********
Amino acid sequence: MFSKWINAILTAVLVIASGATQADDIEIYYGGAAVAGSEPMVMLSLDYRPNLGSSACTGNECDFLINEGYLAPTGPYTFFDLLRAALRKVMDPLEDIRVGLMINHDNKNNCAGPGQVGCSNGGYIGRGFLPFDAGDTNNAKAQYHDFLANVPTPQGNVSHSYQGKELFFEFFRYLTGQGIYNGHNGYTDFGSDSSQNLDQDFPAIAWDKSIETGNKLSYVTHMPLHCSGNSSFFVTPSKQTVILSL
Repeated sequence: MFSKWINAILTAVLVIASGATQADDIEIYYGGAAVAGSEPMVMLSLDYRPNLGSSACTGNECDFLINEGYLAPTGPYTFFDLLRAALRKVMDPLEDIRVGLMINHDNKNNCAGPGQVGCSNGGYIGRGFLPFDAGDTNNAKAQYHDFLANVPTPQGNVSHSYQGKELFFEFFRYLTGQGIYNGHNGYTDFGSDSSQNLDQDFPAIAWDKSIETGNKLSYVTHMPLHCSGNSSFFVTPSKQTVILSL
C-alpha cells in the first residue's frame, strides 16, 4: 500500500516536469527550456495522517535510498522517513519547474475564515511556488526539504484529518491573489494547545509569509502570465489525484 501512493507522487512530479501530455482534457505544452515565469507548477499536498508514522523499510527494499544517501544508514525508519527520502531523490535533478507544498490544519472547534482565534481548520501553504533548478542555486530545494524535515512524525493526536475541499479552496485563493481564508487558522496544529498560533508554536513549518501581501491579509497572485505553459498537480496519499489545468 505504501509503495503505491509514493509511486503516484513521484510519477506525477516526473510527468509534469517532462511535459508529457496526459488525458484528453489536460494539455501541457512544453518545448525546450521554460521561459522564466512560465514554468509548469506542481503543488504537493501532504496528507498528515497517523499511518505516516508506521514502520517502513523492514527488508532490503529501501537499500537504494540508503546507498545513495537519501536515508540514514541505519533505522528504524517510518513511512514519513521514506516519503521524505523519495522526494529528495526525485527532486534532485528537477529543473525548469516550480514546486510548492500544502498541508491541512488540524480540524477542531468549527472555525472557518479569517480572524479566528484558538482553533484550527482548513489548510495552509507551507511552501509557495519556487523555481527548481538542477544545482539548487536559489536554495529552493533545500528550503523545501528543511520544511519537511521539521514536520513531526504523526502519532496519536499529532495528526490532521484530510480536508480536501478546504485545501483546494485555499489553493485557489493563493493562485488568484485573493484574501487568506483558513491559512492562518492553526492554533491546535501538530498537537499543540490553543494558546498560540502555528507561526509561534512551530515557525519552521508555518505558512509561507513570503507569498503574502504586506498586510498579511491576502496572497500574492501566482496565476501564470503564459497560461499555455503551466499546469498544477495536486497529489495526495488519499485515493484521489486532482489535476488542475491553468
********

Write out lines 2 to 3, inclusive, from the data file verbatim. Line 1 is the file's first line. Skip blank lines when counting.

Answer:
Repeated sequence: MFSKWINAILTAVLVIASGATQADDIEIYYGGAAVAGSEPMVMLSLDYRPNLGSSACTGNECDFLINEGYLAPTGPYTFFDLLRAALRKVMDPLEDIRVGLMINHDNKNNCAGPGQVGCSNGGYIGRGFLPFDAGDTNNAKAQYHDFLANVPTPQGNVSHSYQGKELFFEFFRYLTGQGIYNGHNGYTDFGSDSSQNLDQDFPAIAWDKSIETGNKLSYVTHMPLHCSGNSSFFVTPSKQTVILSL
C-alpha cells in the first residue's frame, strides 16, 4: 500500500516536469527550456495522517535510498522517513519547474475564515511556488526539504484529518491573489494547545509569509502570465489525484 501512493507522487512530479501530455482534457505544452515565469507548477499536498508514522523499510527494499544517501544508514525508519527520502531523490535533478507544498490544519472547534482565534481548520501553504533548478542555486530545494524535515512524525493526536475541499479552496485563493481564508487558522496544529498560533508554536513549518501581501491579509497572485505553459498537480496519499489545468 505504501509503495503505491509514493509511486503516484513521484510519477506525477516526473510527468509534469517532462511535459508529457496526459488525458484528453489536460494539455501541457512544453518545448525546450521554460521561459522564466512560465514554468509548469506542481503543488504537493501532504496528507498528515497517523499511518505516516508506521514502520517502513523492514527488508532490503529501501537499500537504494540508503546507498545513495537519501536515508540514514541505519533505522528504524517510518513511512514519513521514506516519503521524505523519495522526494529528495526525485527532486534532485528537477529543473525548469516550480514546486510548492500544502498541508491541512488540524480540524477542531468549527472555525472557518479569517480572524479566528484558538482553533484550527482548513489548510495552509507551507511552501509557495519556487523555481527548481538542477544545482539548487536559489536554495529552493533545500528550503523545501528543511520544511519537511521539521514536520513531526504523526502519532496519536499529532495528526490532521484530510480536508480536501478546504485545501483546494485555499489553493485557489493563493493562485488568484485573493484574501487568506483558513491559512492562518492553526492554533491546535501538530498537537499543540490553543494558546498560540502555528507561526509561534512551530515557525519552521508555518505558512509561507513570503507569498503574502504586506498586510498579511491576502496572497500574492501566482496565476501564470503564459497560461499555455503551466499546469498544477495536486497529489495526495488519499485515493484521489486532482489535476488542475491553468